There was once a time when the view that model organisms would actually lead us to informative views regarding human aging was but a pious hope. That time has passed. Much of what we now know or suspect about human aging is based on studies originally done in model organisms. It turns out that the major gene systems regulating aging are highly conserved public mechanisms; the characterization of the genetic and metabolic pathways involved in longevity regulation, and the environmental conditions necessary for their expression, required the integration of data from the four most commonly used species: yeast, worm, fly, and mouse. A good review of the various genetic attributes and tools that make Drosophila melanogaster such an excellent experimental tool for investigation of the aging phenomenon is found in chapter 22 by Miwa and Cohen. This chapter will be concerned with the three different longevity phenotypes known in this organism and the nature of the gene expression patterns characteristic of each, with special emphasis on the extended longevity phenotype brought about by a delayed onset of senescence.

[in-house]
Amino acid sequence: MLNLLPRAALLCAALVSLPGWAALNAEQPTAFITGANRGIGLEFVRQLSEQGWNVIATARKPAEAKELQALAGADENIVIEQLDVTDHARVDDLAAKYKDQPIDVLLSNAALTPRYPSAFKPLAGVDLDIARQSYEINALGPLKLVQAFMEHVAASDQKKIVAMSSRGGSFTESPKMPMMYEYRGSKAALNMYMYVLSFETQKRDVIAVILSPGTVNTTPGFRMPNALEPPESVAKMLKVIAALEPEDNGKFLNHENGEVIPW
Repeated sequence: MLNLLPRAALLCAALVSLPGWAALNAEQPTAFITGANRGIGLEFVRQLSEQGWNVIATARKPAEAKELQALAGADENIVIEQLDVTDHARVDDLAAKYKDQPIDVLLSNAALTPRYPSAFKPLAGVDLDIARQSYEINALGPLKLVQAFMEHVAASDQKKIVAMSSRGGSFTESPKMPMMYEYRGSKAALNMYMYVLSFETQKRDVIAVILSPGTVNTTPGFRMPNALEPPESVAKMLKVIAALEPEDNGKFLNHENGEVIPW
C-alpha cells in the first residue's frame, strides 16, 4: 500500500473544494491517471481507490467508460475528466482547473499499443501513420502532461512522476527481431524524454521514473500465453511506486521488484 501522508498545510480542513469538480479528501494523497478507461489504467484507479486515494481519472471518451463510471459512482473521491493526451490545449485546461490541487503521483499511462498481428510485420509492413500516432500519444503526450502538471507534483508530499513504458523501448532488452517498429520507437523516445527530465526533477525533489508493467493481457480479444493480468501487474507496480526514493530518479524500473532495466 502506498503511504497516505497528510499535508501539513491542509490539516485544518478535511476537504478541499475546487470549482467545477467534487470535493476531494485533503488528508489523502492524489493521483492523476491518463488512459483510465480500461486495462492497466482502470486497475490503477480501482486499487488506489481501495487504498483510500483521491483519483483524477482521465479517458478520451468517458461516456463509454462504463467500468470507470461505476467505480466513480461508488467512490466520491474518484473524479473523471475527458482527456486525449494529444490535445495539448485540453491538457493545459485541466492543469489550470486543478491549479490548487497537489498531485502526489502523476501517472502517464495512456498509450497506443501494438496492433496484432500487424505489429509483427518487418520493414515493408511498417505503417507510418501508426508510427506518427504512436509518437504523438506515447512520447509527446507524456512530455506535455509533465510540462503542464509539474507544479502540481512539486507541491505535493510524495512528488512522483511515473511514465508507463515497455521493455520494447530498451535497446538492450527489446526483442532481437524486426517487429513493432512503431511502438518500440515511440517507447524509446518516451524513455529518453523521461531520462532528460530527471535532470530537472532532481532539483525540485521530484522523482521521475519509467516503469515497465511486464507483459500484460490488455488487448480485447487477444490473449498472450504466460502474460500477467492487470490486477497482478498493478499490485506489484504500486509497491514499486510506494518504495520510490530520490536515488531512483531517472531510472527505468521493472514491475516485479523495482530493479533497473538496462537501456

The laboratory experiments done over the past few decades have allowed the robust identification of four different—but intertwined—genetic and physiological pathways which seem to regulate longevity in all four of our model systems. These four major public longevity processes may be summarily listed as follows: (1) Metabolic Control, (2) Stress Resistance, (3) Genetic Stability, and (4) Reproductive Effects. Information regarding different patterns of senescence is still sketchy but we will deal with it under the fifth heading of Patterns of Senescence. [A more extensive discussion of these topics in all four model systems is given by Arking (2005a)]. Each of these categories should be regarded, not as an autonomous set of metabolic reactions, but rather as sets of regulatory reactions that are more closely linked to one another than to any of the other categories. Such a view obviously permits the existence of crosstalk between these several network hubs. Much of the variation inherent in aging may stem from such cross-reactions. Table 25.1 contains an outline summary of these major processes which play an important role in bringing about differential longevity and senescence in Drosophila melanogaster. These processes may be induced or repressed by a variety of stimuli, including pharmecutical interventions.
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